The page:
At the age of 42, Rishi Sunak will become the youngest British prime minister in history and the first to have Indian ancestry.
With Rishi Sunak about to become the first British prime minister of Indian descent, much attention in India will be focused on whether or not he can salvage a bilateral trade pact that has hit rocky waters in recent days due to concerns like migration.
Adding to the political upheaval that has defined British politics this year, Sunak, 42, will be the first person of colour to become Prime Minister and the third leader of the governing Conservative Party in less than two months. Next to David Cameron, who became prime minister at the age of 43, he will be one of the youngest British leaders in history.
His wife, AkshataMurty, is the daughter of Infosys’s founder, NR Narayana Murthy, albeit he himself was born in Britain to parents of Indian descent. After his main challenger, Penny Mordaunt, dropped out of the race on Monday, he took off and is now in a commanding position to become Prime Minister.
Sunak was one of the Tory leaders that spearheaded the rebellion against former prime minister Boris Johnson, but he lost the leadership race to Liz Truss in September. On Monday, he emerged as the frontrunner for the position, which drew widespread attention on social media in India and the UK. Some members of the Indian and South Asian diaspora used his rise to power to highlight the radical social transformations that have taken place in Britain in the short 75 years since India gained its independence from the British Empire. Some have joked that the first thing Sunak should do as prime minister is make October 24th, the day on which the Hindu festival of lights, a public holiday in Britain.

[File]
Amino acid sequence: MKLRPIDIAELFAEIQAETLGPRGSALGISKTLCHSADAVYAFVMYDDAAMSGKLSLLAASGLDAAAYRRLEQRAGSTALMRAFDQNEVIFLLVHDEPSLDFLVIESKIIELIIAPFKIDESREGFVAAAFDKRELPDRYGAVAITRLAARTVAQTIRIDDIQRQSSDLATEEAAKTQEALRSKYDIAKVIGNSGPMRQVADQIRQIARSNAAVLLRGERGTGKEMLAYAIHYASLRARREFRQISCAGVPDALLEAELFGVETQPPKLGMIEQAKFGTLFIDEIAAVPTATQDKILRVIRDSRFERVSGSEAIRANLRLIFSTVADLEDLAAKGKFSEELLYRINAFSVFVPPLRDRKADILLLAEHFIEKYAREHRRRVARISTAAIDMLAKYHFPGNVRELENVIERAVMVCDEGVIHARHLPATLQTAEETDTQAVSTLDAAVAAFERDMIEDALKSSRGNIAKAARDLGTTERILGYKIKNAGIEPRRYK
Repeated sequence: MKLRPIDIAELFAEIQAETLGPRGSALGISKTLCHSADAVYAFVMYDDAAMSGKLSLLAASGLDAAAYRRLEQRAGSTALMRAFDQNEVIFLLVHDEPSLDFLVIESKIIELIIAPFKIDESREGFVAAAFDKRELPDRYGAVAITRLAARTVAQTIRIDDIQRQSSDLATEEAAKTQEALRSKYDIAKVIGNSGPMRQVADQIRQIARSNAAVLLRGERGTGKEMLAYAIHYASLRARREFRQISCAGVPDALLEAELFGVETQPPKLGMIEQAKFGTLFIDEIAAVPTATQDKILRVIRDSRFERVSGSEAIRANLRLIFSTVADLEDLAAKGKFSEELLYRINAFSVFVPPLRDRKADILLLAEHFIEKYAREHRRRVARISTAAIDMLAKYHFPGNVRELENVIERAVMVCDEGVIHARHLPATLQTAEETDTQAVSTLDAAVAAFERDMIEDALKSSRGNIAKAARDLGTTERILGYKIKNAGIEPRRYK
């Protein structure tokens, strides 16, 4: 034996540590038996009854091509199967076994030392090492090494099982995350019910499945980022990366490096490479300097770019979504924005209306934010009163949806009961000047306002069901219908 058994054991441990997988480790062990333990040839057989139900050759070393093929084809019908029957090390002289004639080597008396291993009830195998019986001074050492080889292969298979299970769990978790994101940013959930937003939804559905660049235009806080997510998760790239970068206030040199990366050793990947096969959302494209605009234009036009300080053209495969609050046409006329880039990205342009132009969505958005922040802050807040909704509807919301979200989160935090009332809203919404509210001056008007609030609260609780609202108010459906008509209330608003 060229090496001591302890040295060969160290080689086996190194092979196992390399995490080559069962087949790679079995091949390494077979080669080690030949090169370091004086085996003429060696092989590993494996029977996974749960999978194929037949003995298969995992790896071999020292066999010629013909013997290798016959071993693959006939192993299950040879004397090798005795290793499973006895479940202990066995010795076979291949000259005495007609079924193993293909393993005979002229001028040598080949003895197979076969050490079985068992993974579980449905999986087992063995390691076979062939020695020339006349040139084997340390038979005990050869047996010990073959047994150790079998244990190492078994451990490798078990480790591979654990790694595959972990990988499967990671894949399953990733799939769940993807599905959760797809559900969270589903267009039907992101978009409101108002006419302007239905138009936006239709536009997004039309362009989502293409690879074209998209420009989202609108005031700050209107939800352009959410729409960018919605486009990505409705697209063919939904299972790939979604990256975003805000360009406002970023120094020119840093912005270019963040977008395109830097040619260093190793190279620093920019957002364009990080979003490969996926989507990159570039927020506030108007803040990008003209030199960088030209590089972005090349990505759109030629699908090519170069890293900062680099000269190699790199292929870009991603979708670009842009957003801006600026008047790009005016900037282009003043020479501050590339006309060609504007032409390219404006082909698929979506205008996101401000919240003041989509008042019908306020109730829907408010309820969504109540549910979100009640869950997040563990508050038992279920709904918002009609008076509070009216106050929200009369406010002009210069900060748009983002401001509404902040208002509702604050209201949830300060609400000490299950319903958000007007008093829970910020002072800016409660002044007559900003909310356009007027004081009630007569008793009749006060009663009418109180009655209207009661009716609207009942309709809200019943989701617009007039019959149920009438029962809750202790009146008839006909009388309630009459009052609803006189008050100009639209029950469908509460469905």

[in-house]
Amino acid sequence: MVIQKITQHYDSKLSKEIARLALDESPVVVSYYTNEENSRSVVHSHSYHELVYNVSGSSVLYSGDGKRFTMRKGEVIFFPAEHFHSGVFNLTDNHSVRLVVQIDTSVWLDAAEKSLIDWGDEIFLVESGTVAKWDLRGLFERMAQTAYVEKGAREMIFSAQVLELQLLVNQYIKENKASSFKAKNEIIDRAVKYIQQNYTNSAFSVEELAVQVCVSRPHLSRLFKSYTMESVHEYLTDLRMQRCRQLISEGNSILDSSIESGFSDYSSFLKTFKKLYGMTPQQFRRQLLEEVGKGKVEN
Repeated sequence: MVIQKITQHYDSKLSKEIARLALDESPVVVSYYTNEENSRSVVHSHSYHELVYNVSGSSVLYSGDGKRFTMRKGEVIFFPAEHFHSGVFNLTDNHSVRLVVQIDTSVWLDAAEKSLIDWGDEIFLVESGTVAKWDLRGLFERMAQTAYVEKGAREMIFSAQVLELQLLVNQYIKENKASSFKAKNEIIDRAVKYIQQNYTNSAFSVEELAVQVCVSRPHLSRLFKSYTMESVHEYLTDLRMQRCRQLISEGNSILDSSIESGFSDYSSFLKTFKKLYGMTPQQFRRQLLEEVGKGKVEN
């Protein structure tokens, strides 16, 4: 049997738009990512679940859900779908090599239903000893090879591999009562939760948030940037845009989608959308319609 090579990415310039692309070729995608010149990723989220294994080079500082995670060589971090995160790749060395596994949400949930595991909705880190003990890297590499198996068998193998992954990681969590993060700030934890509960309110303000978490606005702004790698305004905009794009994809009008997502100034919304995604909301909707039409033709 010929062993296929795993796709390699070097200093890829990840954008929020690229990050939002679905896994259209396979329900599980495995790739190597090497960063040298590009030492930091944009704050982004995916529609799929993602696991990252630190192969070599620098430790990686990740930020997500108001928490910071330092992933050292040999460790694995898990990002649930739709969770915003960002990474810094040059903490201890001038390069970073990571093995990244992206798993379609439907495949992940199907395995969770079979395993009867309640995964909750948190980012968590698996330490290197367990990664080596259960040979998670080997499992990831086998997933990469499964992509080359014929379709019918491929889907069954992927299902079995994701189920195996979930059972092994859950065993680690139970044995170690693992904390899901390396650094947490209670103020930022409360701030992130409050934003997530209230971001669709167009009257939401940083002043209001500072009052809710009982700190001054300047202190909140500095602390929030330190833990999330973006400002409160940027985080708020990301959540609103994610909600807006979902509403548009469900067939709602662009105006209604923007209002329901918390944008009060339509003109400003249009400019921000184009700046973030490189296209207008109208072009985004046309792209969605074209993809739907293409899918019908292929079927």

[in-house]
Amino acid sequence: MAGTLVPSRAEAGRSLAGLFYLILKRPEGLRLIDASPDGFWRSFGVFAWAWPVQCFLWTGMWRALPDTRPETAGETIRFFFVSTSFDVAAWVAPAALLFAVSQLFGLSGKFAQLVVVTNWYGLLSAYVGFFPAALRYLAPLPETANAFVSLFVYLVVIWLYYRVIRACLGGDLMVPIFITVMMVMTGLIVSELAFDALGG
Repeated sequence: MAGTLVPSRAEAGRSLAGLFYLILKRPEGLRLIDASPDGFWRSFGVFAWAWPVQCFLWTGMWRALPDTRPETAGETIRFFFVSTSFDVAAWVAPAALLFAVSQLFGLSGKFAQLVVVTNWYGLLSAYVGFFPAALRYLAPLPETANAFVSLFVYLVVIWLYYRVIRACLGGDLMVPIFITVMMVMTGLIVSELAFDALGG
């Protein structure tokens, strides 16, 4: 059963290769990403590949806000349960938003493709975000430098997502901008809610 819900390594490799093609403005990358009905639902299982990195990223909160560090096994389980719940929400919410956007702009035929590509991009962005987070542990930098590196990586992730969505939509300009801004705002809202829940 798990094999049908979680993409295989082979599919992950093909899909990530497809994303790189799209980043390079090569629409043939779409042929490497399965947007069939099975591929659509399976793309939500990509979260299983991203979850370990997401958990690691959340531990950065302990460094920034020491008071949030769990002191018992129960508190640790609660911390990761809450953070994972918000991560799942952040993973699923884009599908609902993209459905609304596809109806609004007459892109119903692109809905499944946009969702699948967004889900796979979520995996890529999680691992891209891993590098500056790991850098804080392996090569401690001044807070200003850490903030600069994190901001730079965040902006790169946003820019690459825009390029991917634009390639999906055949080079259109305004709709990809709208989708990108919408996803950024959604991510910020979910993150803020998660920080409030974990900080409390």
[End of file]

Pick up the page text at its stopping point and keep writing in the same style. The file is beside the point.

World leaders, including the prime minister of India, Narendra Modi, hailed Sunak. He tweeted, “Warmest congrats @RishiSunak! When you take over as Prime Minister of the United Kingdom, I look forward to working closely with you on international problems and the implementation of Roadmap 2030. A very happy Diwali to the ‘living bridge’ of Indians in the UK as we work to forge a new and prosperous alliance based on our shared history and values.
Sunak, the former finance minister in the administration of Boris Johnson, has the attention of the Indian people since the two countries are in the midst of the last stages of contentious talks for a free trade agreement. The talks ran into trouble when Suella Braverman, another former home secretary of Indian descent, voiced concerns that the trade pact would encourage immigration to the UK and run counter to the aspirations of Britain exiting the European Union (EU).
The Indian side was not pleased by Braverman’s remarks, which underscored the Conservative Party’s own disagreements over how to reconcile its vow to curb immigration in the wake of Brexit with the need to permit the movement of abroad professionals and students. The UK and India had originally planned to sign the FTA by Diwali, but it now seems unlikely that they will do so until sometime in 2023 at the earliest.
Sunak will have to mend relations with India and maintain the execution of Roadmap 2030, which calls for increased ties between the two countries across a wide range of policy domains, including political cooperation, defence and security, commerce, climate change, and health.
Sunak’s status in British politics was harmed earlier this year when it was revealed that his wife had failed to pay British taxes on money earned abroad. In 2021, AkshataMurty will have collected £11.6 million in dividends on her £700 million worth of Infosys shares. However, once the issue was brought up by Sunak’s political opponents, she chose to pay the taxes since many people in the UK “do not believe it is consistent” with her husband’s prior post as finance minister.